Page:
How did the Islamic Conquest of Constantinople Lead to Discovery and Expansion
How it works
How did the Islamic conquest of Constantinople lead to the voyages of discovery and expansion at the end of the fifteenth century? The control of Constantinople being gained by Islamic forces led by the Sultan, Mehmed II from the control of Constantine Palaeologus along with such inventions and perfections such as the caravel by Henry the Navigator which had led to the voyages to Southern Africa and around the tip of South Africa.
Traced as far back as 330 A.D., The Byzantine Empire, had come to fruition. Like a lot of the city-states or territories, the daily life had been based off of the certain person’s birth and social standing of that certain persons’ parents. You were either the Honestiores which stands for the privileged or the humiliores which stands for the humble. The Honestiores were treated better all around, including law enforcement being more lenient with them, getting fined instead of getting killed basically. straying away from that and going to family and marriage, the youngest a woman could get killed was 12 and for men the age for marriage was age 14. Your family’s social standing determines if you went to school, if you would be rich or not, and probably the most important, it determined if you had an amazing mentor or a not so amazing one. And which mentor you had, determined basically if you were eating or not and if you had a house or not. Other than that, Byzantine life had some types of entertainment such as religious festivities like eucharist, and others such as chariot races. Also, they had acrobatic performances.
How it works
For 1000 years, Constantinople was in one war after another, with a variety of different opponents, such as the Ottomans, the Slavs, and the Sassanid Persians. For many years, The Byzantine Empire had been falling off, even with it being a religious stronghold for all of Europe. The eventual conquerors of Constantinople, the Ottoman Turks, had also expanded to several different territories surrounding he Byzantine Empire. So, for good reason, the Constantinople officials were on high alert for the time being. The an who had eventually conquered Constantinople, the Sultan, Mehmed II had tried several times to conquer it with no avail. Mehmed II was the leader of the Ottoman Turks a few times actually. His first ruling was pretty short, going from August 1444-September 1446. His second ruling however, was from February 1451-May 1481. (Britannica 1). A few short years into his second ruling, he succeeded in conquering Constantinople. From April 6th 1453 until May 29 1453, the siege of Constantinople was happening. It was an estimated death toll of 4,000 people and an estimated enslaved number of 30000 Byzantine citizens.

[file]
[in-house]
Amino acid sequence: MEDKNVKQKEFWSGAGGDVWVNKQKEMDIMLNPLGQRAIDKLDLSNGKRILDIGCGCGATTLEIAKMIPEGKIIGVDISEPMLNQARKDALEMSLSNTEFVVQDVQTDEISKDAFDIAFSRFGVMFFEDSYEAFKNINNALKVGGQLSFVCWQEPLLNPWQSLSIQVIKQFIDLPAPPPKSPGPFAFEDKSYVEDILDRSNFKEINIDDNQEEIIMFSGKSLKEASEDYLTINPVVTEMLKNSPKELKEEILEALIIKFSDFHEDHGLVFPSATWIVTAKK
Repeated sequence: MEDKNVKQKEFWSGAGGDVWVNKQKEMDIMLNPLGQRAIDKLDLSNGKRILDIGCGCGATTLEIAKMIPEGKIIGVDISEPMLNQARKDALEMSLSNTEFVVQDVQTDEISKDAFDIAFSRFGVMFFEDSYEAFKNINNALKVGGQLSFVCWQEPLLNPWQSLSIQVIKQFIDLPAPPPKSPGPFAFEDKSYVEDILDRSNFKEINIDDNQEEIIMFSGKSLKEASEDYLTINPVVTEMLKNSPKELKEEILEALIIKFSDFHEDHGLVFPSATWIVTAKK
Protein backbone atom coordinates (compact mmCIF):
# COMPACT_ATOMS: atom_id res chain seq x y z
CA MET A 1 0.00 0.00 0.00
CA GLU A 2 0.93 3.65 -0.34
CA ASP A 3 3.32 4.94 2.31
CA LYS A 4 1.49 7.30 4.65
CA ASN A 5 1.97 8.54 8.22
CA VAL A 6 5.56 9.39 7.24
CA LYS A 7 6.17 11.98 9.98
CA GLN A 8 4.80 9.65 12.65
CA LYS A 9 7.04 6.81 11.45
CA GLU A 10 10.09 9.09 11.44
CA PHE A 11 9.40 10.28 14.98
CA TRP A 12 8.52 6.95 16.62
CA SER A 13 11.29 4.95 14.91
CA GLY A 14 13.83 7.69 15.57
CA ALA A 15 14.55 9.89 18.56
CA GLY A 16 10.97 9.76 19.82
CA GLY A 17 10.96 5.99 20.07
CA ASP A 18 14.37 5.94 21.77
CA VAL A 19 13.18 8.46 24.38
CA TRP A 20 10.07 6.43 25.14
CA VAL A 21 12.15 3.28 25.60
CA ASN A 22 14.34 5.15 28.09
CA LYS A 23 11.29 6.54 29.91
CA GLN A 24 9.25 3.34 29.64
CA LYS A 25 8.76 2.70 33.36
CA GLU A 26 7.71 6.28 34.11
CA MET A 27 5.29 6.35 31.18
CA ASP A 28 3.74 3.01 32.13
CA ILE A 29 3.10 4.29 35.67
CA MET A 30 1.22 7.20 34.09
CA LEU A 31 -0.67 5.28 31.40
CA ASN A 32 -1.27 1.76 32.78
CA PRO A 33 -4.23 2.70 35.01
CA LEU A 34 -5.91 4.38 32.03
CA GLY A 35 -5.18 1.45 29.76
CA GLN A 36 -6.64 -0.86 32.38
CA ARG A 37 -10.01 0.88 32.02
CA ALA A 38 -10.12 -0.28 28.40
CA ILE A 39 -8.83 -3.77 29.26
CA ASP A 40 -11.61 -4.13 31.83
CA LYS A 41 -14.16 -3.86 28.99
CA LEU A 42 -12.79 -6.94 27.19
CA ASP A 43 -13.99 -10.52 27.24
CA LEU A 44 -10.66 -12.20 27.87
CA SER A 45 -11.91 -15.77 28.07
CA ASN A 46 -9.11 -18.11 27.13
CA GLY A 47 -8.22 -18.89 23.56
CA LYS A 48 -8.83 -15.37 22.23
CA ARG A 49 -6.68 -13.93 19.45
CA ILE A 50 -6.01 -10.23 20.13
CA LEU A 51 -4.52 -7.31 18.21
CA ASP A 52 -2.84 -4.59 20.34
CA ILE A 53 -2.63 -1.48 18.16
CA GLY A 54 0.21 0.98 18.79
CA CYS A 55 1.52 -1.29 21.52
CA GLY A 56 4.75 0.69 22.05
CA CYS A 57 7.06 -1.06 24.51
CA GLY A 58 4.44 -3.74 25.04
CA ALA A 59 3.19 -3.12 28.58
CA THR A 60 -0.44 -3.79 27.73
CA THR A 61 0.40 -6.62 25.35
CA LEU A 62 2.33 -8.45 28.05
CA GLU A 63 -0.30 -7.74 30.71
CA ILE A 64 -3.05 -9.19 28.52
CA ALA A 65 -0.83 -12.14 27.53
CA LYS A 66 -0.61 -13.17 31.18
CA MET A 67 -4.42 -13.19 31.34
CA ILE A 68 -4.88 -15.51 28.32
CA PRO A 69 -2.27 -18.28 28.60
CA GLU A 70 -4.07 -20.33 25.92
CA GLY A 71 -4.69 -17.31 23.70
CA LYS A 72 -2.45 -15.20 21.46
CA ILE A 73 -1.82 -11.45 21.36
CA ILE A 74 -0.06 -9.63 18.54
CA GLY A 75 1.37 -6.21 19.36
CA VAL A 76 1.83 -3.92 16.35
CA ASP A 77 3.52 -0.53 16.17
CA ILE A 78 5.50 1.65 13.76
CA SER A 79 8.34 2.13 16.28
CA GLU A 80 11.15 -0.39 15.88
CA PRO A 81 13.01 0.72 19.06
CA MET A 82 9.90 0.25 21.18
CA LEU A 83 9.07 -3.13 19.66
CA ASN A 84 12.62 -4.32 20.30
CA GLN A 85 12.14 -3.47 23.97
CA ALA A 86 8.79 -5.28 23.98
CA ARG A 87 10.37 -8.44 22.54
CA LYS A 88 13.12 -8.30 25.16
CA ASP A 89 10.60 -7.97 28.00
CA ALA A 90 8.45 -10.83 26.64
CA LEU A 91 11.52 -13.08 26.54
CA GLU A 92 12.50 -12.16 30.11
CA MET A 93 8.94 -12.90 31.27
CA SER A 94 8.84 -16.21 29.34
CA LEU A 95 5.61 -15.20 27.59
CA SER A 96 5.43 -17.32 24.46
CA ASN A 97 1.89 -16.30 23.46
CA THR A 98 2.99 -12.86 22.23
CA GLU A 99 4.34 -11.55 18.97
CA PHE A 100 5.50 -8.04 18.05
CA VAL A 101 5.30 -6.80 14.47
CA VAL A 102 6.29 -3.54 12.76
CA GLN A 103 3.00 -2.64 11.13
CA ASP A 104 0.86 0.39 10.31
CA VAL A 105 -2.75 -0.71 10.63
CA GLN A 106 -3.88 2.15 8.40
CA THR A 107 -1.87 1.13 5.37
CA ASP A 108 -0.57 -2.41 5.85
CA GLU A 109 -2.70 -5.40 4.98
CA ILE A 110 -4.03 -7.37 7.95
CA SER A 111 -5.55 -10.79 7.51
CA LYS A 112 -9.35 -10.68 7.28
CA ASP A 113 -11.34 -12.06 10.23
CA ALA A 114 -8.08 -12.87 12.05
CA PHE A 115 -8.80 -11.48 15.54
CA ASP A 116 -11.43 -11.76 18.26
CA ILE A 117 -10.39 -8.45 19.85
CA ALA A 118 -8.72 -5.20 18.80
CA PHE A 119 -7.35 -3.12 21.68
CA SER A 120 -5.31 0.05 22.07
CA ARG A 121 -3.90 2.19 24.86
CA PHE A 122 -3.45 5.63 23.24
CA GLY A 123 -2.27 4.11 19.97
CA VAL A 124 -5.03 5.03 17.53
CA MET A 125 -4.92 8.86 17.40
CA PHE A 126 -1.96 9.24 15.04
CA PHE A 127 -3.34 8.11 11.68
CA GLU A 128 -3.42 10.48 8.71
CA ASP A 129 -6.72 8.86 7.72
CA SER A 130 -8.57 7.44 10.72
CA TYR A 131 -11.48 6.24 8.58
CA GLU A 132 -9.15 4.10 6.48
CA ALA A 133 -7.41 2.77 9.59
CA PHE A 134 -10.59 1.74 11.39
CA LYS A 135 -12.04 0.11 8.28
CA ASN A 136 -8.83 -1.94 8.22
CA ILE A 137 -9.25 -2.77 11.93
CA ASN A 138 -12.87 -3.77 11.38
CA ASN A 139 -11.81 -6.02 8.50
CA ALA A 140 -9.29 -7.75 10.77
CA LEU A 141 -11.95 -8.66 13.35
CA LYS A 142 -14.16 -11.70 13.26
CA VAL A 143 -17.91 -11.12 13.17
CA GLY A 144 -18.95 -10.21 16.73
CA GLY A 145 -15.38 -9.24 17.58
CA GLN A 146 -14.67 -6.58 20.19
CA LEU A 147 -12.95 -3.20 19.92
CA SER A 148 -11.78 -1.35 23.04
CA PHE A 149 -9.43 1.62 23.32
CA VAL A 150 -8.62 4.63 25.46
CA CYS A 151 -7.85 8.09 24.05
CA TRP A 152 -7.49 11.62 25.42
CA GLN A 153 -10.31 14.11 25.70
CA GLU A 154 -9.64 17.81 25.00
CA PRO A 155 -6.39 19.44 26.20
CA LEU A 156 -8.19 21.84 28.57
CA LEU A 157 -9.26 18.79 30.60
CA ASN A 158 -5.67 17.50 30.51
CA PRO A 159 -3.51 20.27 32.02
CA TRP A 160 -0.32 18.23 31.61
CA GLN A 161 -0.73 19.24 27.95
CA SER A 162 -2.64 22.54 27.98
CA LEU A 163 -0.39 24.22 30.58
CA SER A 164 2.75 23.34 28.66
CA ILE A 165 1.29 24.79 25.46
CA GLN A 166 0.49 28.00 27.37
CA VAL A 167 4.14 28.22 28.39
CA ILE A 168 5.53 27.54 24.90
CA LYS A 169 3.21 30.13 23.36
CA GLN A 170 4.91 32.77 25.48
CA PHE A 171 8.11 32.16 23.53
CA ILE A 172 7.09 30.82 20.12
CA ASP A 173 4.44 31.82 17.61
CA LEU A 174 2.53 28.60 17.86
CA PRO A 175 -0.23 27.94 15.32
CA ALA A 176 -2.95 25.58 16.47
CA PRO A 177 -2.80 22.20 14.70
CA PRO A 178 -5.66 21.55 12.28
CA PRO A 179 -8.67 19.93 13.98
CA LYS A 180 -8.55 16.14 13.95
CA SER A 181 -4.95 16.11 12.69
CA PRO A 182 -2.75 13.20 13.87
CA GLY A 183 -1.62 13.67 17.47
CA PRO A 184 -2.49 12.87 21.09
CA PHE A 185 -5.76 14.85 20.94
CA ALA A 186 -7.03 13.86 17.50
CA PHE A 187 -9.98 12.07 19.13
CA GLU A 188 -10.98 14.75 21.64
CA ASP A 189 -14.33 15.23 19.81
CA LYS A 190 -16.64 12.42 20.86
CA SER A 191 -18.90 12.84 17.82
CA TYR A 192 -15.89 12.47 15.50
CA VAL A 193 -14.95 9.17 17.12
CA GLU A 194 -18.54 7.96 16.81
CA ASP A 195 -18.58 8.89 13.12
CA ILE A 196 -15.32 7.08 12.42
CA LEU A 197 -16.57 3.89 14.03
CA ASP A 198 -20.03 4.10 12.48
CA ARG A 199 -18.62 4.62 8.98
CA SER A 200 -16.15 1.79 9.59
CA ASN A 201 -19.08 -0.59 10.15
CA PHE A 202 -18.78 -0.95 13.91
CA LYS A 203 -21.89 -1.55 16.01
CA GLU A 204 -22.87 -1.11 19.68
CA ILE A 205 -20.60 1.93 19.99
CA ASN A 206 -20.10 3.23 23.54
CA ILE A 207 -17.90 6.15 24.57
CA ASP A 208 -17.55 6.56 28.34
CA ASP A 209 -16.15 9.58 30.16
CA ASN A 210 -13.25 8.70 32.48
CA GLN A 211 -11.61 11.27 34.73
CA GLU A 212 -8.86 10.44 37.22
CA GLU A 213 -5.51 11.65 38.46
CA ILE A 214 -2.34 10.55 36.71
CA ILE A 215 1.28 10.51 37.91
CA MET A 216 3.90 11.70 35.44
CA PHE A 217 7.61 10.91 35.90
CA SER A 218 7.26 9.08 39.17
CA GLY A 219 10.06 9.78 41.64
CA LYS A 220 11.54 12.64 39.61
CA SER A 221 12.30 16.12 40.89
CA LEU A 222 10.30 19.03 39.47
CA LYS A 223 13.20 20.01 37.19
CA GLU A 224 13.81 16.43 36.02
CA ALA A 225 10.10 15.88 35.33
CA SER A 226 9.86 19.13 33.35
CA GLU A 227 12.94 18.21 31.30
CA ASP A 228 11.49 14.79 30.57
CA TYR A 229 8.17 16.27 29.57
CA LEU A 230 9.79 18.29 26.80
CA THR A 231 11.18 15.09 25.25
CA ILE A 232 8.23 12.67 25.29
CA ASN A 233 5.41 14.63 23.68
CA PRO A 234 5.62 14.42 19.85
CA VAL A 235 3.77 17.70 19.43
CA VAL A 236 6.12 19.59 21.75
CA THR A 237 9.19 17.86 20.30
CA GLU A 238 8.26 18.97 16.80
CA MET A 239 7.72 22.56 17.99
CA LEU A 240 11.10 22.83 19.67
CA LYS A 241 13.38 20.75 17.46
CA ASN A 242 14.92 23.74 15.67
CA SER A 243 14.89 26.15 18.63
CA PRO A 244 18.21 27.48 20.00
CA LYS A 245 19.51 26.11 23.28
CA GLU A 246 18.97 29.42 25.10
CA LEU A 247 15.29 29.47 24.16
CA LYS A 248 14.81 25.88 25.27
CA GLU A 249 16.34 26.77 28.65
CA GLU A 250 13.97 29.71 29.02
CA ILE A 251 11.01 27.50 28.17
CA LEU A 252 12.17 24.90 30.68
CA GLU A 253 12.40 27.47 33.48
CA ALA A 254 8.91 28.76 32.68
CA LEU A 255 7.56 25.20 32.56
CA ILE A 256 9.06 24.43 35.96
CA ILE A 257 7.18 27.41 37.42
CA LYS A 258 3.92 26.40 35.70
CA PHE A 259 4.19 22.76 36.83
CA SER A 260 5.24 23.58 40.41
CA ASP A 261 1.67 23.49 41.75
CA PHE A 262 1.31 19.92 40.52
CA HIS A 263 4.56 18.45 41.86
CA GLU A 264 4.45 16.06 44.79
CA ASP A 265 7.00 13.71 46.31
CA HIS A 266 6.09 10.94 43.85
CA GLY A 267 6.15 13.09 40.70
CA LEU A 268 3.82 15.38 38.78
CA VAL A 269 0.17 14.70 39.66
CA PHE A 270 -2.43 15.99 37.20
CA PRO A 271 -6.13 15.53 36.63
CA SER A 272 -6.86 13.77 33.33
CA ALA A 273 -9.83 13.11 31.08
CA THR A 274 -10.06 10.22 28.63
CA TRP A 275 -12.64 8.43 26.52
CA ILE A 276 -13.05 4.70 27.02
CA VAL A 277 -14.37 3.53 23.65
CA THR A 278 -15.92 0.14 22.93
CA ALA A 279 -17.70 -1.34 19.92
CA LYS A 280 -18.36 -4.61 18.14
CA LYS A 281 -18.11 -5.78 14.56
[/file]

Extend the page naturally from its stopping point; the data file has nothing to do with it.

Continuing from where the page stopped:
Before all of that had happened, in 1427, Prince Henry of Portugal more famously known as Prince Henry the Navigator had invented the Caravel. A ship that had specific triangular sails to make it go faster. Some of the other characteristics of the caravel are that it’s a very small and a very light ship that is designed for it to be really fast and really swift. It also helped with the rediscovery of the Madeira Islands which was discovered before the fall of Constantinople in 1420. Also, the Azores was discovered in 1427 by Prince Henry with the help of the caravel. Furthermore, the Cape Verde archipelago was discovered by Henry again. As well the inundation of gold in Portugal in 1452 caused the making of the cruzado coins. They were very valuable at the time. One cruzado coin was worth 400 reis.
As well as the gold the caravel prompted many voyages from all over Europe. Many sailors like Christopher Columbus and Ferdinand Magellan took advantage of this, and sailed all over the world. Magellan being from Portugal and Columbus being from Spain, nowadays they are seen as rivals trying to outdo one another. But in actuality, they never knew of each other. Columbus had set sail on the Atlantic on August 3, 1492. And a good 27 years after Columbus had set sail Magellan had set sail on September 20, 1519 from Sanlucar de Barrameda, Spain. And he actually eventually sailed across the world, starting in Spain and ending in Spain. He eventually had tried again but he actually died in the Philippines on April 27, 1521. He died from a poison arrow. All of these explorers had and still have a lasting impact on exploration throughout the ages. From inventions to voyages to skirmishes, this all started with the fall of constantinople.